Breeze was the first shared bike system in L.A. County, but once competitors such as Bird, Lyft, and Lime came to town, Breeze lost marketshare and ran a deficit that city leaders were not keen to subsidize. Last month, the city's bike share coordinator Kyle Kazar said with Santa Monica financially strapped by the pandemic, the city would permanently close Breeze and turn bike sharing over to the private sector.
When stay-at-home orders took effect this year, Santa Monica saw shared mobility ridership plummet by 94% between February and April. Lime and Jump terminated their operations, leaving Lyft and the hometown unicorn, Bird, as the only operators.
Since then demand has increased, especially as riders have favored micro mobility over crowded buses and trains. Bird and Lyft have returned their e-scooter fleet sizes back to 750 each and Lyft will roll out the 500 ebikes.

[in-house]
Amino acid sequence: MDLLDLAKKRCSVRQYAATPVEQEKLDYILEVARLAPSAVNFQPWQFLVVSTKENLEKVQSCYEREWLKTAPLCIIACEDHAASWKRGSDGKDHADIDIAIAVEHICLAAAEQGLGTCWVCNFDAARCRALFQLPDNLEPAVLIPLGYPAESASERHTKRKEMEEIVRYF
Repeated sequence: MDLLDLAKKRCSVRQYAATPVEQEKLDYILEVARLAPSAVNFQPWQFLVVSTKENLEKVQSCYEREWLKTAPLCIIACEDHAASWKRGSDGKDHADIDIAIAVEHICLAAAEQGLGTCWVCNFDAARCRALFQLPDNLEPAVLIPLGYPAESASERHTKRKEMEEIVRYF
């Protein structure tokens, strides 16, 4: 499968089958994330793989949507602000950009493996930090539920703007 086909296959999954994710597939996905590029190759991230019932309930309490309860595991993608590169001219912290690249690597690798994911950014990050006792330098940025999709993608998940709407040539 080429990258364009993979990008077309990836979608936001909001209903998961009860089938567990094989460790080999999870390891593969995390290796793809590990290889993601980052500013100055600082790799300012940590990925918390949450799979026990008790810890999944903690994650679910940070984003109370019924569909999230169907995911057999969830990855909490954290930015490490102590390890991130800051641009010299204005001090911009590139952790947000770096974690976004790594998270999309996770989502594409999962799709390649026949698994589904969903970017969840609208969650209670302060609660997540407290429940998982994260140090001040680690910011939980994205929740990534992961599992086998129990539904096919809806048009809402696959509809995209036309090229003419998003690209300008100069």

Lyft already rents ebikes in Columbus, Minneapolis, San Francisco, San Jose, New York, Washington D.C., Chicago and Portland.
The electric bikes are available in Santa Monica but can be ridden and left as far away as West Los Angeles, so long as the rider attaches the bicycle to a public bike rack when done. Otherwise, they must be returned to a Breeze station.
"I couldn't be more excited to see Lyft launch its new ebike program in Santa Monica," Mayor Pro Tem Terry O'Day said in a statement. "Our future depends on sustainable, active transportation like ebikes. They reduce our carbon footprint and increase accessibility for the entire community."
For those who still want to try the city's Breeze program, rides are free until the city pulls those bikes off the road November 11. The city's equipment will be sold or recycled in the coming months.